An alternate PvP monetisation system that’s used in multiple games focuses on just vanity items, which increase your social status but have no actual effect on gameplay. Clash does this as well, but given the restricted amount of land area available in the villages, this doesn’t scale as well as spending on the expendable currency.
The core of the game consists of two loops: a building loop for producing and warehousing elixir and gold resources and upgrading production buildings, as well as spending the resources on defences for your village, and a second loop where resources are spent on building troops to attack the other player’s villages to capture resources from them.
During the core gameplay, you are given the option of spending the paid currency to speed up the construction of buildings and you can double the resource production speed temporarily with the paid gems, but the core loop of producing and spending the resources is all done without any need to spend money.
Here lies a very important detail – the game teaches the players to spend significant amounts of the resources produced as part of the core loop, but only the resources you can produce yourself. This feels safe to the player from the monetisation perspective, as you’re burning through money you’ve printed yourself. At no point early on in the game does the player feel the core loop is trying to monetise them, in stark contrast to the mechanics at the end of a failed Match 3 game that allows a player to purchase more moves.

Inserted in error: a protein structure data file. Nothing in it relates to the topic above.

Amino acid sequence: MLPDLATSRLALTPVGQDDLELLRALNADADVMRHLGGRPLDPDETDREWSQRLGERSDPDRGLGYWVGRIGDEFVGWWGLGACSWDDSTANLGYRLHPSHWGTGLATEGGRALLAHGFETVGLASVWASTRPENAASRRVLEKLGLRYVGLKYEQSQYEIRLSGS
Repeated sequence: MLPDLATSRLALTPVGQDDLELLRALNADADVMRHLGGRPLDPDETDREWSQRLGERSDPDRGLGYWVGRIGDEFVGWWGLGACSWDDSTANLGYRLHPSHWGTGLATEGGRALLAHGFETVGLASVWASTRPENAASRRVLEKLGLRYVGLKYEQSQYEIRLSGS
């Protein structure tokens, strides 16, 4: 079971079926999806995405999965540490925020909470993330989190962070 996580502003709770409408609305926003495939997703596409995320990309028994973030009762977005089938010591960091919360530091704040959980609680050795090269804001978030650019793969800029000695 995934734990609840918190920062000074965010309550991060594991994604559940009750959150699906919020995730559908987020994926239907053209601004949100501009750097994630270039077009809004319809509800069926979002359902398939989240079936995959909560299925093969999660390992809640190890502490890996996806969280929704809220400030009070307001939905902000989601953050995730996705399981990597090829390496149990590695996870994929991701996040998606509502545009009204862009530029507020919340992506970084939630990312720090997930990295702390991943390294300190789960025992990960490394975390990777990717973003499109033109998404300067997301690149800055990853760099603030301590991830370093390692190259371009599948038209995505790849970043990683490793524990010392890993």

The effect of this is that instead of a player feeling they can’t continue to play due to having run out of gems (since they’re not required by the core loop), the player will eventually feel the desire for more elixir and gold and the fact that those are purchasable using the paid gems becomes a payment detail, rather than the player paining over desiring the paid currency. This layer of diversion does wonders to the acceptability of monetisation and my assumption is that this greatly increases both the retention and monetisation conversion in Clash.
The seesaw, or monetising the near miss
The resource requirements and building time for improvements increase as you progress through the game. Clash does an excellent job at scaling the cost of using gems for speedups, as covered in this Gamasutra article. So, as you play, you need to wait for longer and longer to get what you want, making spending some cash a little more compelling all the time.